In 1913 a public library was opened in Bricheva. It had 180 books in Yiddish, Hebrew and Russian. The economic situation of the library was poor. From time to time the committee had to find ways of creating income so as to cover expenses. For many years it was the custom to meet on Simchat Torah in the school or in a private home. Promises to pay in exchange for an Aliyah were made and the money was used for the library.

There were several Jewish banks in Bricheva. They gave loans to merchants and factory owners. At the end of the 19th century and the beginning of the 20th century, Haim Isroels was well known as a money lender. The Savings and Loan Fund was established in 1907 with the assistance of the Jewish Colonization Association. The Association was almost inactive during WWI and it renewed its work after the war. The establishment of the Fund propelled some young people to study accounting. They took correspondence courses with Jacob Mark from Leibova near Riga. The Fund also required grocers, small merchants and craftsmen.

 

Between the Two Wars

WWI did not hurt the Jews of Bricheva as it did other settlements. The economic situation even improved because the settlement was far from the Romanian front and it was not even on the road of military movement. Merchants from other settlements and from distant places came to Bricheva to buy oil and flour.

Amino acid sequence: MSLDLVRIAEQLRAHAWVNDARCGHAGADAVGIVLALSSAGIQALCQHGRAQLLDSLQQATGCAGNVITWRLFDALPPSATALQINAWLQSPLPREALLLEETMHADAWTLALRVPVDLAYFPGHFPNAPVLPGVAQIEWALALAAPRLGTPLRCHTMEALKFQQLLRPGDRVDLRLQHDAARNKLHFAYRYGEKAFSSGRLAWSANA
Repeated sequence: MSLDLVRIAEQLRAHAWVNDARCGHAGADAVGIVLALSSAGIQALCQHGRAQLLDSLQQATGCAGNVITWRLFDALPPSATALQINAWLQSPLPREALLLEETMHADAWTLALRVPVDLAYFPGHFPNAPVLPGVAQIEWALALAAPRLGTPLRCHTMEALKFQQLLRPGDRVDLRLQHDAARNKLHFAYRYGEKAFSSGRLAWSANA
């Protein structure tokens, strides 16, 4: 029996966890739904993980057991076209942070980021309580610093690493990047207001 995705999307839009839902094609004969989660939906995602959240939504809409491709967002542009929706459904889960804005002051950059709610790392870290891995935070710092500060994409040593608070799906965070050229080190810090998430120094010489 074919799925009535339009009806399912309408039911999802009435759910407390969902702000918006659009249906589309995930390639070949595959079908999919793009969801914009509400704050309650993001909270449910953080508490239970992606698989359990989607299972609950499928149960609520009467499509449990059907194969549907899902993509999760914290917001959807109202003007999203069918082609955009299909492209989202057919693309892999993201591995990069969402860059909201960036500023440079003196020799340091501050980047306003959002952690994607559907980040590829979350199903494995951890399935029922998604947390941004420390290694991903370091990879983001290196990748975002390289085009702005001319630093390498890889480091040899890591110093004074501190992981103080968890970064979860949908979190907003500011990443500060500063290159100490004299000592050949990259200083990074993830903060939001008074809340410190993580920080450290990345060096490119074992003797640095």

However, the war did not bypass the settlement. First to come were those who escaped from various places in Bessarabia and from the other side of the Dniester. After Romania entered the war in 1916 there were refugees from there as well. These were young Jews who escaped from their villages so as to avoid serving in the Tsarist or Romanian armies. There were also deserters from both armies. Bricheva was a purely Jewish settlement where the escapees could find refuge and shelter. Among them were well educated young men who were knowledgeable in Zionism and they helped in the Zionist circles in town. The newcomers often were embroiled in discussions and were involved in the study of the history of the Jewish people. They helped with organizing the youth. The contact local youths had with others from different areas helped to broaden their point of view and left its stamp on them. The Jews of Bricheva were successful in giving aid to Jewish refugees from Bessarabia and later from Ukraine. The Jews of Bessarabia were forced to leave their homes during WWI by the Russian authorities who ordered them to go because they lived too close to the border. Thus, Jews from Noua Sulitsa, Lipkany and nearby villages also found refuge in Bricheva.